Large crowds and fierce racing helped to ensure the success of the VSCC’s season-opening Spring Start meeting
By Paul Lawrence
Even though some of the grids were disappointing, typical bravado from competitors made the opening VSCC race meeting of 2008 a splendid affair. Anyone who doubts the ongoing popularity of racing for cars from before the Second World War would have been stunned by the Vintage Sports Car Club’s Spring Start meeting at Silverstone.
Despite a woeful lack of promotion by Silverstone, the crowd was huge as a fine spring day provided the perfect backdrop to the start of the VSCC’s 74th racing season. Generally the racing was excellent, though fields for the headline races were smaller than hoped. Mechanical dramas befell a number of cars in the run up to the meeting, including during qualifying, while others were understandably being saved for the Monaco Historique GP.
But that didn’t deter thousands of enthusiasts from gathering, many of them arriving in their own piece of motoring history. The special vintage car park was full to overflowing long before racing started.
On track, the racing was fast and, in one or two cases, slightly too furious. David Fletcher-Jones had the luckiest of escapes when a steering arm on his Lagonda Rapier broke and pitched the car into the wall at Woodcote. David was thrown out, but walked away with nothing worse than a few scratches.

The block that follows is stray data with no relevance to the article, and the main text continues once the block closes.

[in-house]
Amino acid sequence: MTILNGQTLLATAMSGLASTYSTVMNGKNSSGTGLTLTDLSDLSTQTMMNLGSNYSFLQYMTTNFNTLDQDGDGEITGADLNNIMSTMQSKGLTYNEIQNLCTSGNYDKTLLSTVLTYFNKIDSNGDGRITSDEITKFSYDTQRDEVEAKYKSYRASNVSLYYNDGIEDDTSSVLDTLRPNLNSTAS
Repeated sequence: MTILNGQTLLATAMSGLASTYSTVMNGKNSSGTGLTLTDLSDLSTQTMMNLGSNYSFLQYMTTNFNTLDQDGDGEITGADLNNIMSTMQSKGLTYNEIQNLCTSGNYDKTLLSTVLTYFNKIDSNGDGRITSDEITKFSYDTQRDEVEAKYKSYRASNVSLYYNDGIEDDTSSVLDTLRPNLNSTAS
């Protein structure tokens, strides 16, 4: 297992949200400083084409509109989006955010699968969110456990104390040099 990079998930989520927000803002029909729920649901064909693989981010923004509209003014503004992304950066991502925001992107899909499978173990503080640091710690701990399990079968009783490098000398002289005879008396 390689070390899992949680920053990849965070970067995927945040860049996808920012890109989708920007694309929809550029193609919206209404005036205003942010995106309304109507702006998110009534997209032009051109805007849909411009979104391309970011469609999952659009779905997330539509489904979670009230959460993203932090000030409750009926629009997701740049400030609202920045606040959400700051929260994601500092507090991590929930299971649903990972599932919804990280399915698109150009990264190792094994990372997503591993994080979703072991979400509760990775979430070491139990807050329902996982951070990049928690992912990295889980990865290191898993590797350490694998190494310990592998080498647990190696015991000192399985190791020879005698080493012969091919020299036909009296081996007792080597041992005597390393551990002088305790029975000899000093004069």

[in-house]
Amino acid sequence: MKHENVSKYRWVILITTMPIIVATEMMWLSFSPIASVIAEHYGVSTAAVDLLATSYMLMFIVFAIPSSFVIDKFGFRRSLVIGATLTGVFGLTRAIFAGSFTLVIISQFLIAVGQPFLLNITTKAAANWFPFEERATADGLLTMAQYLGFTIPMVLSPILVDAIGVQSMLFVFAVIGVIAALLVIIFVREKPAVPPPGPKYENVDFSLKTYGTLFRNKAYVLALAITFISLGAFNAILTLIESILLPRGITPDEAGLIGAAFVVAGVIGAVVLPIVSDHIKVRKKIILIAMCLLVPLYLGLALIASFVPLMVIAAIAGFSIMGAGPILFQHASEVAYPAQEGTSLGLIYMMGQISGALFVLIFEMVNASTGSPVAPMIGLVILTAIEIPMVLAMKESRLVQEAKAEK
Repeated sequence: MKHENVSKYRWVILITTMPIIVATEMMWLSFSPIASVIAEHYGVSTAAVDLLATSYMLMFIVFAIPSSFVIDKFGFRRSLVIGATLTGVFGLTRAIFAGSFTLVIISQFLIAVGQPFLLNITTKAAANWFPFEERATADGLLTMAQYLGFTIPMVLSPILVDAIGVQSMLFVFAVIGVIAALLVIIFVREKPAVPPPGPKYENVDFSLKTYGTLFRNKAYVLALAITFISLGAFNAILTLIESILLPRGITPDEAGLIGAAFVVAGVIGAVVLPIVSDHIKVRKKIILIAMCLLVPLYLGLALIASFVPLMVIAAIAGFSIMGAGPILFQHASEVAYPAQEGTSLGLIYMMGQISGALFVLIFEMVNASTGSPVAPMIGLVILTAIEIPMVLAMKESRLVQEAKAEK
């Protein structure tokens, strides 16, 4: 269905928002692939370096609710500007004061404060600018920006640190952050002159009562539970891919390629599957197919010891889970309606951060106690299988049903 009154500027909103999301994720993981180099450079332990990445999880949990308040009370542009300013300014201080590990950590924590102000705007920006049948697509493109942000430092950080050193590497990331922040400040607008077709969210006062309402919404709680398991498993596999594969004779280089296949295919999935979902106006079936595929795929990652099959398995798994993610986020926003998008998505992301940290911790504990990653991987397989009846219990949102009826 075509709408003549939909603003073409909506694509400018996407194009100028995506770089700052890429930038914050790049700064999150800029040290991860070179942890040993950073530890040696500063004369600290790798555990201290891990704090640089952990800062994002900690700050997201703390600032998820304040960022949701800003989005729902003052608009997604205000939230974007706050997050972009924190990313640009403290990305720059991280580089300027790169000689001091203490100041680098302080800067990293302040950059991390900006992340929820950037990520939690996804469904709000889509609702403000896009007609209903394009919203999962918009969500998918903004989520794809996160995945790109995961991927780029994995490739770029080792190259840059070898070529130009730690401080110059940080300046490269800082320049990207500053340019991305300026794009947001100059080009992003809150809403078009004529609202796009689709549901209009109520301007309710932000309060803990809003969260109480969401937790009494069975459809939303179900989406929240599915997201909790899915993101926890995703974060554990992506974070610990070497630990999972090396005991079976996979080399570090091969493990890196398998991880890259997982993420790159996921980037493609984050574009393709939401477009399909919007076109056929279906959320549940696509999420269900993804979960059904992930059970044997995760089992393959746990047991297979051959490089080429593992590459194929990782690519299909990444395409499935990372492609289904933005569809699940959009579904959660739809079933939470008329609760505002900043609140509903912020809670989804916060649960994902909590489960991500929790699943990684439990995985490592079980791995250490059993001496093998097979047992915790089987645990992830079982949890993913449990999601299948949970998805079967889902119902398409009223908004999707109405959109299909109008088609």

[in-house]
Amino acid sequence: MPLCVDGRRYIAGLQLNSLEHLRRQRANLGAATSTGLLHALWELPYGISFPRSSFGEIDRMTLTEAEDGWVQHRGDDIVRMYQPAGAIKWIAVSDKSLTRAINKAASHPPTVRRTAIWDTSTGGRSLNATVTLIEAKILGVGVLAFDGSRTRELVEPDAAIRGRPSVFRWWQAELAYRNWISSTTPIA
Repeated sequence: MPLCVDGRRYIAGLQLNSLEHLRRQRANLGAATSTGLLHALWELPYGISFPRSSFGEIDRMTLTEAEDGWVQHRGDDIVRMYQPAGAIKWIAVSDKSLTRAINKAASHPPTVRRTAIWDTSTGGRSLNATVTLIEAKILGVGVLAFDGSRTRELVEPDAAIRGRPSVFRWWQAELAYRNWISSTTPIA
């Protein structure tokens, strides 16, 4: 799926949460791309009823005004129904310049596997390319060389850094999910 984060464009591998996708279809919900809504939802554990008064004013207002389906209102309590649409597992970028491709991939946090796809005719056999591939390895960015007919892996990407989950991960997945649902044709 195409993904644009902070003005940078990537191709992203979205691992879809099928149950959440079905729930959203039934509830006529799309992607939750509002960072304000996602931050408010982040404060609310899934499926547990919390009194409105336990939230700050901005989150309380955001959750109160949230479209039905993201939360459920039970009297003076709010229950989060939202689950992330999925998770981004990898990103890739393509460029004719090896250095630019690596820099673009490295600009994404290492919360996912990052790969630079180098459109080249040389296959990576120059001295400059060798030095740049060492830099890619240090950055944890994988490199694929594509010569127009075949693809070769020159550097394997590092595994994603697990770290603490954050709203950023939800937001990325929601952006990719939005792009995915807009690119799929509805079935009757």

The Patrick Lindsay Memorial race is a traditional highlight, and while it was sad that just eight cars made the start, it was a bonus that half of them were ERAs. Unfortunately not among them was R5B ‘Remus’, the car that has now been in the ownership of the Lindsay family for nearly half a century. Lindsay’s son Ludovic, entered for this VSCC race since the ERA celebration race at See Red in September 2004, went out in qualifying but a marked lack of oil pressure ended the day for ‘Remus’.
Instead, Mark Gillies (R3A) and Mac Hulbert (R4D) thrilled the fans with a fine battle, which Gillies eventually won by a couple of seconds. Elsewhere, Andrew Smith won the Amschel Rothschild Trophy race for post-war single-seaters in his Cooper T43, fresh from a major rebuild.
But the star of the day was surely Christopher Williams, in the wonderful 24-litre Napier-Bentley. The cockpit inscription that claims the car to be ‘the ultimate laxative’ is well founded, for the aero-engined monster spins its wheels and eats its tyres at every opportunity, while belching flame from a vast bank of exhaust pipes. But Williams tamed his monster well to win the GP Itala and Lanchester Trophies race, much to the delight of the appreciative crowd.